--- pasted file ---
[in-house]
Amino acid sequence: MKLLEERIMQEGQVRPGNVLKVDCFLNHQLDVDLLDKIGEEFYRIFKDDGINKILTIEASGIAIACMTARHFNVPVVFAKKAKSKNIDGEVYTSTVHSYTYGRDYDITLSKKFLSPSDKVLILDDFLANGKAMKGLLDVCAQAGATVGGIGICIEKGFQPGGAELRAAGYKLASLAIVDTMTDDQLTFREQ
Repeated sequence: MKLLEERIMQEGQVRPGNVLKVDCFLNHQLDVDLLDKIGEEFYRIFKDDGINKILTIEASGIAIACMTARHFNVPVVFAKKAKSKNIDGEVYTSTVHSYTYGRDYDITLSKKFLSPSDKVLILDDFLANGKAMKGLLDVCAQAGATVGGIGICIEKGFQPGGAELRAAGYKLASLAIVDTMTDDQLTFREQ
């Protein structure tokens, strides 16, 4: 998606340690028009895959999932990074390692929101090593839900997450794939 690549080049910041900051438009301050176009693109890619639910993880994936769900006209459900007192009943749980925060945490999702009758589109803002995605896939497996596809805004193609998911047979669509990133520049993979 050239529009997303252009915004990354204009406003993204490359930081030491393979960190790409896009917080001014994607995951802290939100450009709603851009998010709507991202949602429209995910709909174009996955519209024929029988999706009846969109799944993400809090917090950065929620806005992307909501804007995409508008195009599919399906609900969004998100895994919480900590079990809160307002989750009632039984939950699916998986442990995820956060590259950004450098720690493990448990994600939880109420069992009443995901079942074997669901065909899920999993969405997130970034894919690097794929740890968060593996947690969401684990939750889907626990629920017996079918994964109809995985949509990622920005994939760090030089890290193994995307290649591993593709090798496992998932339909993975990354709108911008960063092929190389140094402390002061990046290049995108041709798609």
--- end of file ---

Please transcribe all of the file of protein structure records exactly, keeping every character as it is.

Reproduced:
[in-house]
Amino acid sequence: MKLLEERIMQEGQVRPGNVLKVDCFLNHQLDVDLLDKIGEEFYRIFKDDGINKILTIEASGIAIACMTARHFNVPVVFAKKAKSKNIDGEVYTSTVHSYTYGRDYDITLSKKFLSPSDKVLILDDFLANGKAMKGLLDVCAQAGATVGGIGICIEKGFQPGGAELRAAGYKLASLAIVDTMTDDQLTFREQ
Repeated sequence: MKLLEERIMQEGQVRPGNVLKVDCFLNHQLDVDLLDKIGEEFYRIFKDDGINKILTIEASGIAIACMTARHFNVPVVFAKKAKSKNIDGEVYTSTVHSYTYGRDYDITLSKKFLSPSDKVLILDDFLANGKAMKGLLDVCAQAGATVGGIGICIEKGFQPGGAELRAAGYKLASLAIVDTMTDDQLTFREQ
């Protein structure tokens, strides 16, 4: 998606340690028009895959999932990074390692929101090593839900997450794939 690549080049910041900051438009301050176009693109890619639910993880994936769900006209459900007192009943749980925060945490999702009758589109803002995605896939497996596809805004193609998911047979669509990133520049993979 050239529009997303252009915004990354204009406003993204490359930081030491393979960190790409896009917080001014994607995951802290939100450009709603851009998010709507991202949602429209995910709909174009996955519209024929029988999706009846969109799944993400809090917090950065929620806005992307909501804007995409508008195009599919399906609900969004998100895994919480900590079990809160307002989750009632039984939950699916998986442990995820956060590259950004450098720690493990448990994600939880109420069992009443995901079942074997669901065909899920999993969405997130970034894919690097794929740890968060593996947690969401684990939750889907626990629920017996079918994964109809995985949509990622920005994939760090030089890290193994995307290649591993593709090798496992998932339909993975990354709108911008960063092929190389140094402390002061990046290049995108041709798609």